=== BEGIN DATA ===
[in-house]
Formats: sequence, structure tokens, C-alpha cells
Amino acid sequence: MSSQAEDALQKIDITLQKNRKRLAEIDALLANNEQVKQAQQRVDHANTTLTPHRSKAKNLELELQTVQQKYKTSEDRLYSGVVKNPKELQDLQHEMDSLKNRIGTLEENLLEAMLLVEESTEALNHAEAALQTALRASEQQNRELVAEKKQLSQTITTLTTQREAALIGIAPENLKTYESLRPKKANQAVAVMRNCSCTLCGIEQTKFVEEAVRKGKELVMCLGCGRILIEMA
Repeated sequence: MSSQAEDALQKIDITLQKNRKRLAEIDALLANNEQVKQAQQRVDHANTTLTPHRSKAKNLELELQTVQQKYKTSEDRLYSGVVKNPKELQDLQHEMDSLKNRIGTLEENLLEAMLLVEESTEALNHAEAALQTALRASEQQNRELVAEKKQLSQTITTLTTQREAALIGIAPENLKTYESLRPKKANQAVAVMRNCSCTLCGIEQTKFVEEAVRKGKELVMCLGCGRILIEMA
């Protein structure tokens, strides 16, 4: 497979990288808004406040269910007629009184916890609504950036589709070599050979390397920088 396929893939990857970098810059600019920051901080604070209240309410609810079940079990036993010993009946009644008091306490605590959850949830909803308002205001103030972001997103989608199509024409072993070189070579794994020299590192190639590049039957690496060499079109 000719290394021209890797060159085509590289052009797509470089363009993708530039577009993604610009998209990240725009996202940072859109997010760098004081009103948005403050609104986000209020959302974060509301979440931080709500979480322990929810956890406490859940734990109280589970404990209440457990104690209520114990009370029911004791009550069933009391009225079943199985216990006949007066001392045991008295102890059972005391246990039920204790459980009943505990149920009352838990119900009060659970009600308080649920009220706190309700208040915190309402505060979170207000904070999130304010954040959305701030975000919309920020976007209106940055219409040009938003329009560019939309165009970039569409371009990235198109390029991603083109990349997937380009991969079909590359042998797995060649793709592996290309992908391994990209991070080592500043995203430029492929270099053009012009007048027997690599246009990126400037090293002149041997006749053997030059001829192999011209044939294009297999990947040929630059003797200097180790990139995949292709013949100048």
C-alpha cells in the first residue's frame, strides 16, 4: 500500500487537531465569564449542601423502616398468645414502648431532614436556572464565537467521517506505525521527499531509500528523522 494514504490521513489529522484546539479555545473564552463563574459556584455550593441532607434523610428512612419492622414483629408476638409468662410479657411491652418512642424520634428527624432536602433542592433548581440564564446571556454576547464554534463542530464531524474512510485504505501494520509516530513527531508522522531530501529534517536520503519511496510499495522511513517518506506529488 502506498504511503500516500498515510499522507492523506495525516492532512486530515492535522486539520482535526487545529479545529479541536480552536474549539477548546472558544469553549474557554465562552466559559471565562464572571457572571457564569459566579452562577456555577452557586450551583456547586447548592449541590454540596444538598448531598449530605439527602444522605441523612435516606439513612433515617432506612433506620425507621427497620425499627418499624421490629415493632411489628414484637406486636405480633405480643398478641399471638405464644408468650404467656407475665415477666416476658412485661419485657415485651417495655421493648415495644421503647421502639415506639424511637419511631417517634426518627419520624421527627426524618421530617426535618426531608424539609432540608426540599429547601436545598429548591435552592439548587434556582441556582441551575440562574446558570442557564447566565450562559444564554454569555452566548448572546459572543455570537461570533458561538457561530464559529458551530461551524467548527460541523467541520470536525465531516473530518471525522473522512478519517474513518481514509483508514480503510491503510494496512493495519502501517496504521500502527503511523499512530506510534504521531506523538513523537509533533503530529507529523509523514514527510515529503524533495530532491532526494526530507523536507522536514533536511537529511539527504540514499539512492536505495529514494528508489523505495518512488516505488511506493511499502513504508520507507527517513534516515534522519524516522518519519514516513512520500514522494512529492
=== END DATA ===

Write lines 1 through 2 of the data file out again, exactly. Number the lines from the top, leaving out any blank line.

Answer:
[in-house]
Formats: sequence, structure tokens, C-alpha cells